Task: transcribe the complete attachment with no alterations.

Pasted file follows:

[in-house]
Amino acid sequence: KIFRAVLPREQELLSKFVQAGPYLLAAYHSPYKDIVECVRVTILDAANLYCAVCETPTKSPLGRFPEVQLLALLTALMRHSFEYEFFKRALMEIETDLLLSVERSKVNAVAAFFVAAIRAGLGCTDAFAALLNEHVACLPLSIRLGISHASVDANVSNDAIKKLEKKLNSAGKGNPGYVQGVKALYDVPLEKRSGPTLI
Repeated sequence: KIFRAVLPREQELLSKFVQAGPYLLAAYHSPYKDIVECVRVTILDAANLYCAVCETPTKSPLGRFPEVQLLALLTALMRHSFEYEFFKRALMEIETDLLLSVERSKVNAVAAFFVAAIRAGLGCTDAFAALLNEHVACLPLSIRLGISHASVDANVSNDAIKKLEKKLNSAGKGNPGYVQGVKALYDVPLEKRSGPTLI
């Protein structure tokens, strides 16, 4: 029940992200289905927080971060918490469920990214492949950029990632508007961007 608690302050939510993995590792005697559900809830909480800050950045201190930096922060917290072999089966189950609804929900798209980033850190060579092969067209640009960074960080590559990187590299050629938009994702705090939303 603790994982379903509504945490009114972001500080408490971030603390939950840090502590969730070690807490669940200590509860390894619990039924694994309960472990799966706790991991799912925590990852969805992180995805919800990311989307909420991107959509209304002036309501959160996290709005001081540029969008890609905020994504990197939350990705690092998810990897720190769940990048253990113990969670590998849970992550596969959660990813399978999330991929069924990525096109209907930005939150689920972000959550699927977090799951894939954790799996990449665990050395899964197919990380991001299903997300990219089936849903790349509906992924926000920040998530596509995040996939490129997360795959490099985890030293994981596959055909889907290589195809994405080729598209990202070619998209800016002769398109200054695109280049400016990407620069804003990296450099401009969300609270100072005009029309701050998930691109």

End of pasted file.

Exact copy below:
[in-house]
Amino acid sequence: KIFRAVLPREQELLSKFVQAGPYLLAAYHSPYKDIVECVRVTILDAANLYCAVCETPTKSPLGRFPEVQLLALLTALMRHSFEYEFFKRALMEIETDLLLSVERSKVNAVAAFFVAAIRAGLGCTDAFAALLNEHVACLPLSIRLGISHASVDANVSNDAIKKLEKKLNSAGKGNPGYVQGVKALYDVPLEKRSGPTLI
Repeated sequence: KIFRAVLPREQELLSKFVQAGPYLLAAYHSPYKDIVECVRVTILDAANLYCAVCETPTKSPLGRFPEVQLLALLTALMRHSFEYEFFKRALMEIETDLLLSVERSKVNAVAAFFVAAIRAGLGCTDAFAALLNEHVACLPLSIRLGISHASVDANVSNDAIKKLEKKLNSAGKGNPGYVQGVKALYDVPLEKRSGPTLI
């Protein structure tokens, strides 16, 4: 029940992200289905927080971060918490469920990214492949950029990632508007961007 608690302050939510993995590792005697559900809830909480800050950045201190930096922060917290072999089966189950609804929900798209980033850190060579092969067209640009960074960080590559990187590299050629938009994702705090939303 603790994982379903509504945490009114972001500080408490971030603390939950840090502590969730070690807490669940200590509860390894619990039924694994309960472990799966706790991991799912925590990852969805992180995805919800990311989307909420991107959509209304002036309501959160996290709005001081540029969008890609905020994504990197939350990705690092998810990897720190769940990048253990113990969670590998849970992550596969959660990813399978999330991929069924990525096109209907930005939150689920972000959550699927977090799951894939954790799996990449665990050395899964197919990380991001299903997300990219089936849903790349509906992924926000920040998530596509995040996939490129997360795959490099985890030293994981596959055909889907290589195809994405080729598209990202070619998209800016002769398109200054695109280049400016990407620069804003990296450099401009969300609270100072005009029309701050998930691109």